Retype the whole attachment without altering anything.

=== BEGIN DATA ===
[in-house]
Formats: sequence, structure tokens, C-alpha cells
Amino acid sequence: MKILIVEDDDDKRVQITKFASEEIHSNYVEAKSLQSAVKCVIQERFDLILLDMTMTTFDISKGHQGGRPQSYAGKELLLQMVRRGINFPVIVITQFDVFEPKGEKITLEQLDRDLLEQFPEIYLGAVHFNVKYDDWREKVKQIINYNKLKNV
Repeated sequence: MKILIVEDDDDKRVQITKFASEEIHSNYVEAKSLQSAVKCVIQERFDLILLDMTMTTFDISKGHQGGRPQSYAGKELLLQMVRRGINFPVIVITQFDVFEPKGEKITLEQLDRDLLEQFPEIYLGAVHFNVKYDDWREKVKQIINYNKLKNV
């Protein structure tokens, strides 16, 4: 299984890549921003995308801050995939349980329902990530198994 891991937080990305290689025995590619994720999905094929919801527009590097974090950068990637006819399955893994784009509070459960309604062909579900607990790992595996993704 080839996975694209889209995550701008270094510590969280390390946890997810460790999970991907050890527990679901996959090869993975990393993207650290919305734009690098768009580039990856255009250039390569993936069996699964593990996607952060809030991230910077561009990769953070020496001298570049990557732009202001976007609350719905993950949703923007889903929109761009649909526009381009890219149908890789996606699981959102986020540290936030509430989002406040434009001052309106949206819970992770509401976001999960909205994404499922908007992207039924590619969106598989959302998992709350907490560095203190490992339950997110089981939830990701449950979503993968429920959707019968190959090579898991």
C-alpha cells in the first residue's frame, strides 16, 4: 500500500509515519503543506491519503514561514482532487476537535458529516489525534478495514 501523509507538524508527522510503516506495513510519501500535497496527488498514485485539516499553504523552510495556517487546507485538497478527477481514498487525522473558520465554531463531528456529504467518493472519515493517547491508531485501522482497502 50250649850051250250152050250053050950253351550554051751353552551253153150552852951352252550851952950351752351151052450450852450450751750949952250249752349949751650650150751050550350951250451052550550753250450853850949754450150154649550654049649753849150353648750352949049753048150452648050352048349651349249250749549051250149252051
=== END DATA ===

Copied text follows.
[in-house]
Formats: sequence, structure tokens, C-alpha cells
Amino acid sequence: MKILIVEDDDDKRVQITKFASEEIHSNYVEAKSLQSAVKCVIQERFDLILLDMTMTTFDISKGHQGGRPQSYAGKELLLQMVRRGINFPVIVITQFDVFEPKGEKITLEQLDRDLLEQFPEIYLGAVHFNVKYDDWREKVKQIINYNKLKNV
Repeated sequence: MKILIVEDDDDKRVQITKFASEEIHSNYVEAKSLQSAVKCVIQERFDLILLDMTMTTFDISKGHQGGRPQSYAGKELLLQMVRRGINFPVIVITQFDVFEPKGEKITLEQLDRDLLEQFPEIYLGAVHFNVKYDDWREKVKQIINYNKLKNV
């Protein structure tokens, strides 16, 4: 299984890549921003995308801050995939349980329902990530198994 891991937080990305290689025995590619994720999905094929919801527009590097974090950068990637006819399955893994784009509070459960309604062909579900607990790992595996993704 080839996975694209889209995550701008270094510590969280390390946890997810460790999970991907050890527990679901996959090869993975990393993207650290919305734009690098768009580039990856255009250039390569993936069996699964593990996607952060809030991230910077561009990769953070020496001298570049990557732009202001976007609350719905993950949703923007889903929109761009649909526009381009890219149908890789996606699981959102986020540290936030509430989002406040434009001052309106949206819970992770509401976001999960909205994404499922908007992207039924590619969106598989959302998992709350907490560095203190490992339950997110089981939830990701449950979503993968429920959707019968190959090579898991």
C-alpha cells in the first residue's frame, strides 16, 4: 500500500509515519503543506491519503514561514482532487476537535458529516489525534478495514 501523509507538524508527522510503516506495513510519501500535497496527488498514485485539516499553504523552510495556517487546507485538497478527477481514498487525522473558520465554531463531528456529504467518493472519515493517547491508531485501522482497502 50250649850051250250152050250053050950253351550554051751353552551253153150552852951352252550851952950351752351151052450450852450450751750949952250249752349949751650650150751050550350951250451052550550753250450853850949754450150154649550654049649753849150353648750352949049753048150452648050352048349651349249250749549051250149252051